The first of hundreds of trapped ships snaked their way through a newly unblocked Suez Canal on Monday as the saga over the waterway seems to be coming to an end.
The bow of the 220,000-ton Ever Given container ship was finally dislodged from the channel's bank on Monday and towed up the waterway after tugboats had straightened the vessel in an early-morning operation and dredgers had vacuumed away large chunks of sand.
Vessels anchored for nearly a week began moving through the Suez Canal after a grounded mega-ship was unwedged, sparking relief in a country that depends heavily on the global trade artery.
Easing tailbacks to the north and south, 113 ships will navigate the narrow passage by 0600 GMT on Tuesday, Suez Canal Authority chief Osama Rabie told reporters in the evening.
He praised the duration of the salvage operation on the MV Ever Given as 'record-breaking', claiming it would have taken three months anywhere else in the world.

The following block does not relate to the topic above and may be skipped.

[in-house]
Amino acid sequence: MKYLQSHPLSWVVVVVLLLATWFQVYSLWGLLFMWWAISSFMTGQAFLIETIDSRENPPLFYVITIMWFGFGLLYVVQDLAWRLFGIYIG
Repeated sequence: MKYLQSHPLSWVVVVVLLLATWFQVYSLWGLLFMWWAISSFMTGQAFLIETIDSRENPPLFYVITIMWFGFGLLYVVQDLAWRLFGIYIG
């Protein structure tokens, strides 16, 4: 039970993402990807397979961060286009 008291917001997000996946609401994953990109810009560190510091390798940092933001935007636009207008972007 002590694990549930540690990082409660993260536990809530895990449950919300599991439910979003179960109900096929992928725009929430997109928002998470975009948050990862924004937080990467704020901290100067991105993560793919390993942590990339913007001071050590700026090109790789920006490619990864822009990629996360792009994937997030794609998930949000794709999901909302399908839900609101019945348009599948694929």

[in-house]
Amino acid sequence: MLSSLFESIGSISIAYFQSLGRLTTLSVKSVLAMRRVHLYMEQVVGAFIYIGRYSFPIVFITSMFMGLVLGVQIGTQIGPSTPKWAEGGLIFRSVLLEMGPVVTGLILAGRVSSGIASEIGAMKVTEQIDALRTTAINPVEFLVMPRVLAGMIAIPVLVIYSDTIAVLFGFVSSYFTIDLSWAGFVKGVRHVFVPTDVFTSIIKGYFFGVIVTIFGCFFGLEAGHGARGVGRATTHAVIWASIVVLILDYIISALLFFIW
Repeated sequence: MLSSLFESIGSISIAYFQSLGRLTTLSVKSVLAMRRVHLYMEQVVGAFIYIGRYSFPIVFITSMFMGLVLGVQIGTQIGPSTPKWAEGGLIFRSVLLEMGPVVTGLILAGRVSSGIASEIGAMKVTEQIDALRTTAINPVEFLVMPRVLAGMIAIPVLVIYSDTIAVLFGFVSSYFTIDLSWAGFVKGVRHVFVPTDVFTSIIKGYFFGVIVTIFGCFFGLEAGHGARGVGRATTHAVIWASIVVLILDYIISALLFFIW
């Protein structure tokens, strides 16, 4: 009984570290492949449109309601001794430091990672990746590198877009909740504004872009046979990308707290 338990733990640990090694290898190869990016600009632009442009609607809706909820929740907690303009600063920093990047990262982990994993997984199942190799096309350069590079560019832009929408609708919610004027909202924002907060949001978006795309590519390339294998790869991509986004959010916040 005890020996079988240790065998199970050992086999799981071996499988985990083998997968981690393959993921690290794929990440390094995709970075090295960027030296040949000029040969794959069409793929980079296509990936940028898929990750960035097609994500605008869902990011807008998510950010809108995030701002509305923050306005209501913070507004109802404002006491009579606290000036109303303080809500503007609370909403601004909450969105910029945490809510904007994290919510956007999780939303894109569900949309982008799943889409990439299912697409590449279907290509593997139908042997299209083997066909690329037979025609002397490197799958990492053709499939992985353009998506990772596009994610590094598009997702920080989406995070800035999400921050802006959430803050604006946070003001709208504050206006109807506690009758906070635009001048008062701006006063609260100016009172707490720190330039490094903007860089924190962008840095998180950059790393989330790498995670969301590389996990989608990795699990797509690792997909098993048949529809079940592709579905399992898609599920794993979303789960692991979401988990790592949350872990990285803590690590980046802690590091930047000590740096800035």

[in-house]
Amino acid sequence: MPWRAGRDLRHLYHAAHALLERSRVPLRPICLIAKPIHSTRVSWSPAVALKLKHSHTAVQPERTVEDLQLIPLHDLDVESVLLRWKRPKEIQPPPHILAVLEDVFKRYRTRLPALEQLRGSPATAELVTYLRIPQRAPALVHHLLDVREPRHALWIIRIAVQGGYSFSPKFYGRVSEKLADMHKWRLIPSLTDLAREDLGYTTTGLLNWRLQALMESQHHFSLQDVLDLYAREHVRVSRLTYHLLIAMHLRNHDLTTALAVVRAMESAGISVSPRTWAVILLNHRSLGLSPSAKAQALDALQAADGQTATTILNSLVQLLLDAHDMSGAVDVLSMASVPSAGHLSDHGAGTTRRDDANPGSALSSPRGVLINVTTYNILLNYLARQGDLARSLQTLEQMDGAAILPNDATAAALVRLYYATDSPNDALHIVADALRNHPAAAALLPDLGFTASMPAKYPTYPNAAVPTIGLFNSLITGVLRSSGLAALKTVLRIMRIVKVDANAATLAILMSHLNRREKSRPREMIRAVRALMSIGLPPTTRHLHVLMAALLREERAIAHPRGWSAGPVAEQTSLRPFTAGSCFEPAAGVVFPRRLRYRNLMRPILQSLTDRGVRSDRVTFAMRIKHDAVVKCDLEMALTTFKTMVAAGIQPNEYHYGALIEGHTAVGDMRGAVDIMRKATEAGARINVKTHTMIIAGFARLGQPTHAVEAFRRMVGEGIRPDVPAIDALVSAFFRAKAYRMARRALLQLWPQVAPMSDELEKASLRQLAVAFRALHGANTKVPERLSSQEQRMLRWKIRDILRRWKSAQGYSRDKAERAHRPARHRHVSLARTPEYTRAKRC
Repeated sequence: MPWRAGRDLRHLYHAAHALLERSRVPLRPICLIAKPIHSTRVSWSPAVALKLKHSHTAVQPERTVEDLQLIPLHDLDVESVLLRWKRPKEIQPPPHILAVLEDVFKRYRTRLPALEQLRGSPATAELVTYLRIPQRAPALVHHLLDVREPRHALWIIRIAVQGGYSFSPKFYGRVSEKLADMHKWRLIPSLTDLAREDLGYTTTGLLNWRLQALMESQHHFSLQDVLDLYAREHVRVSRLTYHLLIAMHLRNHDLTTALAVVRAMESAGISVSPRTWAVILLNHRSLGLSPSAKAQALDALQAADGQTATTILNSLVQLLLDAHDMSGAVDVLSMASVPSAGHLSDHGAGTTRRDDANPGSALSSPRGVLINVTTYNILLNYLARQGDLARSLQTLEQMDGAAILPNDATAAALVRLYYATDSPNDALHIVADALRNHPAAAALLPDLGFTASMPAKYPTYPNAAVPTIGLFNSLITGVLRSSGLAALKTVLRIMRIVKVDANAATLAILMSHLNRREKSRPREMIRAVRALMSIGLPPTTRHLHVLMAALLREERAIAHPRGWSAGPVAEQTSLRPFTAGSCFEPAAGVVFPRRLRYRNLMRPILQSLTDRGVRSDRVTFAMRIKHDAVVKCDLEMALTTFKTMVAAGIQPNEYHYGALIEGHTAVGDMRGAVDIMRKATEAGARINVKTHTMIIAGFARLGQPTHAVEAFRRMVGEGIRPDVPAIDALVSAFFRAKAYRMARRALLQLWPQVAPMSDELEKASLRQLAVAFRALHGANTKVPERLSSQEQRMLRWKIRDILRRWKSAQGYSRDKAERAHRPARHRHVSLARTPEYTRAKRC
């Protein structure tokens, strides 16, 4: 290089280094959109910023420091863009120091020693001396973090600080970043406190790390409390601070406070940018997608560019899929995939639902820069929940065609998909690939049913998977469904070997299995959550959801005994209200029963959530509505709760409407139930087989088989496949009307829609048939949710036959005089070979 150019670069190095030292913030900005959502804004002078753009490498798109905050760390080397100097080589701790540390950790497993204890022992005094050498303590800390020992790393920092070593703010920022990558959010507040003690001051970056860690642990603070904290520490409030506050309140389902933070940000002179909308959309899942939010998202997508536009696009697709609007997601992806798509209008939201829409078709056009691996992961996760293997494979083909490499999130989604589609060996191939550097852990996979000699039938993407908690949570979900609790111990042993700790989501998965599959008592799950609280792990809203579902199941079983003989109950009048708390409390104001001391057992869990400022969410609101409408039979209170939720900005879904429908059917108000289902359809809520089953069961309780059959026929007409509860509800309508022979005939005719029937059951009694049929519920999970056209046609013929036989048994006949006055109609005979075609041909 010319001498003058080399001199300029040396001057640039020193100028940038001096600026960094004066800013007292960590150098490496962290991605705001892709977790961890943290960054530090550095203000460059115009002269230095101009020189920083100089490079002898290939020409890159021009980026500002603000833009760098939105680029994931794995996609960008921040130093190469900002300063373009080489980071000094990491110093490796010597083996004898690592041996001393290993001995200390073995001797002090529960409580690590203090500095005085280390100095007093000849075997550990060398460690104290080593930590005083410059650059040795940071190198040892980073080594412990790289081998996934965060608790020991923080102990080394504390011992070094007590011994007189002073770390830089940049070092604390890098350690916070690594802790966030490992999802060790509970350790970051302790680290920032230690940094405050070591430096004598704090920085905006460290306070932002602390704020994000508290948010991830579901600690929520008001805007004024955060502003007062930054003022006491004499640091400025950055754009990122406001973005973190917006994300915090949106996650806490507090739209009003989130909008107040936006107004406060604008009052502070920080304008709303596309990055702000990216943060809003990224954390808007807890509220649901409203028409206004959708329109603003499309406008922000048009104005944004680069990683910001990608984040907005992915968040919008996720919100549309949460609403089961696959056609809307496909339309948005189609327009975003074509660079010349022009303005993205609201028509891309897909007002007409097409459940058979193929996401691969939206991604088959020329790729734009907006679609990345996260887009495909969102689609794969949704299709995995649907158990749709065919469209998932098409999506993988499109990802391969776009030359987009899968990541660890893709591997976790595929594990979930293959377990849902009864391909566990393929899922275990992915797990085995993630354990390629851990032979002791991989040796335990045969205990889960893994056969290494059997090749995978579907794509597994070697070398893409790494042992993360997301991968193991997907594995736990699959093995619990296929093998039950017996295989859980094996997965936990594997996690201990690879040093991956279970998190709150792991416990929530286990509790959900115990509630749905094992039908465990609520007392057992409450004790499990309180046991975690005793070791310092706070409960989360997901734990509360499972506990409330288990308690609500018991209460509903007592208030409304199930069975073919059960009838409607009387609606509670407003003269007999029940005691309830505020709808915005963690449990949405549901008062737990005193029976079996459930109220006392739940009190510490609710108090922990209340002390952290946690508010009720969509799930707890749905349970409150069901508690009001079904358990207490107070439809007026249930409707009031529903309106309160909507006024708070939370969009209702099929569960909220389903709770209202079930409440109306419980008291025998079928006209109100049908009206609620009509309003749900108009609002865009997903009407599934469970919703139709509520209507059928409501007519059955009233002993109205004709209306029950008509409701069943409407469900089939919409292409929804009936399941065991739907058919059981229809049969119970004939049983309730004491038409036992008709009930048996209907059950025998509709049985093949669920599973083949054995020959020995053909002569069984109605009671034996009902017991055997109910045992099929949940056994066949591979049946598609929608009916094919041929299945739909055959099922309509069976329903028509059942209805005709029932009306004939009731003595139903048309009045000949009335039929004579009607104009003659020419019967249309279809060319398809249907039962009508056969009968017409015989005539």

Canal services provider Leth Agencies said in a tweet that the 400-metre vessel had been 'safely escorted to Great Bitter Lake' by the authority, which noted it was now 'anchored' ahead of an investigation, beyond the path of other container ships.
'The relief is palpable that we won't see a long-term closure of what is an important trade route,' said market analyst Michael Hewson at CMC Markets UK.
In the hours before the ship was dislodged, the tailbacks had reached 425 vessels, and the canal authority estimates it will take over three days to end the congestion.
Maritime data company Lloyd's List said the blockage had held up an estimated $9.6 billion worth of cargo each day between Asia and Europe, as more than 10 percent of world trade normally passes through the canal.
The salvage team made a major breakthrough by dislodging the ship's stern and straightening its position, taking advantage of a high tide brought on by a 'supermoon' nearly a week after the traffic jam started, strangling global trade.
NASA's Landsat 8 satellite captured images of some of the vessels stuck on March 27, as hundreds of ships were left idling around the Suez Canal as engineers worked to dislodge a grounded vessel. (Daily Mail)